When we’re young, we celebrate every new symbol of our emerging self-reliance:
- Going to the store by ourselves for the first time.
- Getting a driver’s license.
- Heading off to college.
- Paying our own rent or mortgage.
While we take pride in these accomplishments in the beginning, time seems to teach us to take them for granted. When we consider them at all, it tends to be in the context of watching our children have the same experiences.
But we remember these events – these tiny acts of autonomy – because in many ways they’re still an expression of what makes us feel “grown up.” They represent our own personal declaration of independence. And we take them for granted only until time, illness or injury robs us of them. Generally, that’s a temporary inconvenience. A broken ankle, for example, may mean we can’t drive for a few weeks. Other losses are more permanent.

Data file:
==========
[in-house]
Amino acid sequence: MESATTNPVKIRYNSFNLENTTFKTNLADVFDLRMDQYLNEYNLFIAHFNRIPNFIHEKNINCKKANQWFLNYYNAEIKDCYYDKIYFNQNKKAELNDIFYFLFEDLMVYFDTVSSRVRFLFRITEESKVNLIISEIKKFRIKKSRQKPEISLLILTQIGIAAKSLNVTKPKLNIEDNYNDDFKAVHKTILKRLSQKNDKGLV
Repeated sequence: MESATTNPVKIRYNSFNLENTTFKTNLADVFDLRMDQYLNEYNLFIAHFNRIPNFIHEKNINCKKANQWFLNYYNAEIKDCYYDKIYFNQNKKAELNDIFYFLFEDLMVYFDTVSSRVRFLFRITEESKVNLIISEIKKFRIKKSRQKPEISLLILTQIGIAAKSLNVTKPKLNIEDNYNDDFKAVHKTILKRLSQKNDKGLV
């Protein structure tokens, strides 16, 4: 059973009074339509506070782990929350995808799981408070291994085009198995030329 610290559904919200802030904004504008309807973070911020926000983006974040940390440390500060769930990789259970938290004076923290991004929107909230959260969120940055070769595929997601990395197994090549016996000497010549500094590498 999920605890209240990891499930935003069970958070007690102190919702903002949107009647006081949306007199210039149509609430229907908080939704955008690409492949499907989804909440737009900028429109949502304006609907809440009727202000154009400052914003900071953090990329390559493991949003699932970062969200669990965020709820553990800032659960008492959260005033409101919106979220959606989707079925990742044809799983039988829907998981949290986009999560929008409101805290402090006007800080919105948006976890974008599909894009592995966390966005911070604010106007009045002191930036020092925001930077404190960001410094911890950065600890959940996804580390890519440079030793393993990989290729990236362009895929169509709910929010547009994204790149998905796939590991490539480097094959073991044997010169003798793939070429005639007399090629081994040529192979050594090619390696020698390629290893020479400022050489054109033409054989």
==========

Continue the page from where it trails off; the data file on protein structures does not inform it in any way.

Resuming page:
And that’s when we begin to feel for ourselves what many of our older loved ones face as they contemplate – or we try to discuss – their future needs. It’s difficult to talk about for the same reason it’s difficult to think about.
Change is Inevitable
Change is inevitable, and needing help in one area doesn’t necessarily mean the end of one’s independent life.
So this Independence Day, let’s celebrate all the freedoms we have. Let’s remember our capabilities rather than our disabilities. As we celebrate American freedom, let’s continue to do what we can to protect and preserve individual freedom and independence for all of us.
For information on how Caring Hearts helps seniors stay independent at home, please visit our Care Services page.